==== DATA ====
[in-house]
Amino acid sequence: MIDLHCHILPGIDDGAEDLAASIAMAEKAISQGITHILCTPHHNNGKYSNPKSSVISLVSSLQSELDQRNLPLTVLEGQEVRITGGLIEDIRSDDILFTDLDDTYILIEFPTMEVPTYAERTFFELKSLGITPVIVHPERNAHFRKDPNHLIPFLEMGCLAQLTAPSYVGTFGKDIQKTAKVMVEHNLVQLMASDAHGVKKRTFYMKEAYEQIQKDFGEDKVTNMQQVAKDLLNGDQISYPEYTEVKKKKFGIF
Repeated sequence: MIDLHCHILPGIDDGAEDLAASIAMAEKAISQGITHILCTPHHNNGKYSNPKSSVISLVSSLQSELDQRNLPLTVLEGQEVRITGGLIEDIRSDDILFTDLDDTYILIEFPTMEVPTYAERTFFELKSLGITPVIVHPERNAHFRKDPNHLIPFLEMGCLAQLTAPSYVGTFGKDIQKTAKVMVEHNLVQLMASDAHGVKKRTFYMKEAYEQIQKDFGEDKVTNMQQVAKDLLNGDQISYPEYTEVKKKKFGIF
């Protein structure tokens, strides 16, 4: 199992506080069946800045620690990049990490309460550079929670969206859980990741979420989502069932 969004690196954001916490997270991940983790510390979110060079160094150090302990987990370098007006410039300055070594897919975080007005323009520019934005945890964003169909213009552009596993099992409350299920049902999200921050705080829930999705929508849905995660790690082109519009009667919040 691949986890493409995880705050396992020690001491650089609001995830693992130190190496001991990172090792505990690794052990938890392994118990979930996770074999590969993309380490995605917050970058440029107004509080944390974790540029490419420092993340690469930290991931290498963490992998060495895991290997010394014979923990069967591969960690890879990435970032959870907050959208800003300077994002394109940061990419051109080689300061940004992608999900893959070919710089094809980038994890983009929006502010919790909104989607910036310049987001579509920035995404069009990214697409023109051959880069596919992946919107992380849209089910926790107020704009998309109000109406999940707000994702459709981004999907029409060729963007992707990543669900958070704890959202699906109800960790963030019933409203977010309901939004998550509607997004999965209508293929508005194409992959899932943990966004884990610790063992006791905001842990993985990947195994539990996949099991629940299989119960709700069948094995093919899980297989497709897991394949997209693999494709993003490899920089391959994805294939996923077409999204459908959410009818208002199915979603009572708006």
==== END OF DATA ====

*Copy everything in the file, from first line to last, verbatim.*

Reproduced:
[in-house]
Amino acid sequence: MIDLHCHILPGIDDGAEDLAASIAMAEKAISQGITHILCTPHHNNGKYSNPKSSVISLVSSLQSELDQRNLPLTVLEGQEVRITGGLIEDIRSDDILFTDLDDTYILIEFPTMEVPTYAERTFFELKSLGITPVIVHPERNAHFRKDPNHLIPFLEMGCLAQLTAPSYVGTFGKDIQKTAKVMVEHNLVQLMASDAHGVKKRTFYMKEAYEQIQKDFGEDKVTNMQQVAKDLLNGDQISYPEYTEVKKKKFGIF
Repeated sequence: MIDLHCHILPGIDDGAEDLAASIAMAEKAISQGITHILCTPHHNNGKYSNPKSSVISLVSSLQSELDQRNLPLTVLEGQEVRITGGLIEDIRSDDILFTDLDDTYILIEFPTMEVPTYAERTFFELKSLGITPVIVHPERNAHFRKDPNHLIPFLEMGCLAQLTAPSYVGTFGKDIQKTAKVMVEHNLVQLMASDAHGVKKRTFYMKEAYEQIQKDFGEDKVTNMQQVAKDLLNGDQISYPEYTEVKKKKFGIF
């Protein structure tokens, strides 16, 4: 199992506080069946800045620690990049990490309460550079929670969206859980990741979420989502069932 969004690196954001916490997270991940983790510390979110060079160094150090302990987990370098007006410039300055070594897919975080007005323009520019934005945890964003169909213009552009596993099992409350299920049902999200921050705080829930999705929508849905995660790690082109519009009667919040 691949986890493409995880705050396992020690001491650089609001995830693992130190190496001991990172090792505990690794052990938890392994118990979930996770074999590969993309380490995605917050970058440029107004509080944390974790540029490419420092993340690469930290991931290498963490992998060495895991290997010394014979923990069967591969960690890879990435970032959870907050959208800003300077994002394109940061990419051109080689300061940004992608999900893959070919710089094809980038994890983009929006502010919790909104989607910036310049987001579509920035995404069009990214697409023109051959880069596919992946919107992380849209089910926790107020704009998309109000109406999940707000994702459709981004999907029409060729963007992707990543669900958070704890959202699906109800960790963030019933409203977010309901939004998550509607997004999965209508293929508005194409992959899932943990966004884990610790063992006791905001842990993985990947195994539990996949099991629940299989119960709700069948094995093919899980297989497709897991394949997209693999494709993003490899920089391959994805294939996923077409999204459908959410009818208002199915979603009572708006």